Thursday, April 5, 2012

E is for Epigram

Julie Rowan-Zoch
E is for Epigram. Today, illustrator and writer Julie Rowan-Zoch, has provided us with another lovely illustration. Thanks Julie!

I hope you brought your wit with you today because you are going to need it! An epigram dating back to ancient Greece, "is a short, pithy saying, usually in verse, often with a quick, satirical twist at the end" (Poet' You can often find these types of poems in greeting cards. They can be inspiring, playful, or downright wicked. 

What is an Epigram? A dwarfish whole;
Its body brevity, and wit its soul.
   — Samuel Taylor Coleridge

Some cause happiness wherever they go; others whenever they go.
  —Oscar Wilde

For most of history, Anonymous was a woman.
    —Virginia Woolf

Epigrams are typically two lines, but can be much longer. To create an epigram brainstorm a list of themes (friendship, relationships, death etc.). Is there something you find funny in your list of themes or is there an issue you would like to make a social comment on? Use this create an epigram. 

--Write an epigram poem or
--Using the illustrations above as a prompt, write a poem about empathy. 

Feel free to share your poem in the comments below, on your blog (leave a link in the comments), or on the poetry Facebook page.

--To learn more about Epigrams click here

If you liked this post please let others know. Tomorrow I'll be talking about my favourite type of poem –free verse. I hope you come back for that. 

Julie Rowan-Zoch is a graphic designer morphed by motherhood into a super-volunteer, spun into a pre-pubbie cocoon, soon to emerge writer and illustrator of children’s books! To learn more about Julie check out her fabulous blog by clicking here, or find her on Facebook by clicking here. Stay tuned to see more illustrations from Julie.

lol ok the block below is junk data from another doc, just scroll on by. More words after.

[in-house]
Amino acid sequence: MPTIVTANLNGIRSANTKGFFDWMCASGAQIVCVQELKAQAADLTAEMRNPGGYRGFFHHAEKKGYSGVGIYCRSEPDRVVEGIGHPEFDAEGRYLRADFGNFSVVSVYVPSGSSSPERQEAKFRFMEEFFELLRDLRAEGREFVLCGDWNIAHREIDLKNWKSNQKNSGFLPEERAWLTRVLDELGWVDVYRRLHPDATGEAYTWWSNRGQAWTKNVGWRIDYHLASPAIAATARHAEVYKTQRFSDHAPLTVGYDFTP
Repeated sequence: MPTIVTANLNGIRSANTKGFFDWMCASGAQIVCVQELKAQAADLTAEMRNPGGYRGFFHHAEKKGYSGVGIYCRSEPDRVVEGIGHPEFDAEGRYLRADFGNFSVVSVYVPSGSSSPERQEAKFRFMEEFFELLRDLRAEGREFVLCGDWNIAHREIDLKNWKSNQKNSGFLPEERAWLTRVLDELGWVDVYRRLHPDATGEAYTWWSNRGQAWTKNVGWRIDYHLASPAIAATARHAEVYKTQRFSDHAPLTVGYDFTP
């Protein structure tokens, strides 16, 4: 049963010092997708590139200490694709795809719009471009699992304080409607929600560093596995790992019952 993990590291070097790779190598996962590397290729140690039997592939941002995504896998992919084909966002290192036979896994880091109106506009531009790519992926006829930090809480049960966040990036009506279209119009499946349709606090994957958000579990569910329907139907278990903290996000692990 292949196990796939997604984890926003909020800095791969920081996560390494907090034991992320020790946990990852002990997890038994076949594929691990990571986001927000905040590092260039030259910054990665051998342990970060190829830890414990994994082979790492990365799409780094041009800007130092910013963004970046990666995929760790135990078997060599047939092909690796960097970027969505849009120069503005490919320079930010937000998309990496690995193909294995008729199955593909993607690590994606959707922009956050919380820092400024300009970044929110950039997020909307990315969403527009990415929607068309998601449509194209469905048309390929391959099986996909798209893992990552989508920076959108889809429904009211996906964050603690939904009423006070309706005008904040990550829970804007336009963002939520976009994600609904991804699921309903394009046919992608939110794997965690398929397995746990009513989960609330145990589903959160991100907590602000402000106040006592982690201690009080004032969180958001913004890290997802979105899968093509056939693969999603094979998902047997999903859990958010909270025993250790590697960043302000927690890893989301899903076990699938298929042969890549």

1. This is fun, Rena and Julie. I am learning so much! Cento and epigram and trisyllabic meter! I am loving it. Thanks!
    Here is my poem for today. (By the way...I love that an epigram is typically two lines! Nice to have a short one!)

  2. Oops forgot the link

  3. Wow, that sounds really hard. I'll see what I can do. This is fantastic Rena, you've done an awesome job!

  4. I agree, wonderful job Rena. I'm learning a lot. Thanks for having this challenge :)

    1. Here is my epigram poem:

      Each Leaf

      Some people leave a mark
      on trucks of trees.
      The famous leave their mark
      on all the leaves.

    2. Thanks. Your poem made me pause for a moment to think. Great job!

  5. Really great, Jennifer! Lots of food for thought. That could definitely be on a card.

  6. Thank you so much for explaining what an epigram is! There is a line in the book Anne of Windy Poplars (I think that's the book it's in) in which Anne says that she went for a walk and "thought up so many epigrams" that she was quite pleased with herself. I never paused in my reading to look epigram up in the dictionary, just wondered exactly what it was. Now I know.

    The wise ask 'why?' and seek the answer.
    The rest wait to be told -- and are late to learn.

  7. Epigrams seem like they should be simple to write, but they really are not! I couldn't come up with a good one, so I've put "epigrams," on my list of "fun things that I want to write!" :)

  8. Wow, Rena, you've come up with some interesting challenges! I'm off to post my Epigram!

  9. The first hundred years are the hardest! ACK! I tried. But this is filling food for thought. Thanks so much. *waving*


Thanks for your comments. Remember to keep them kid friendly.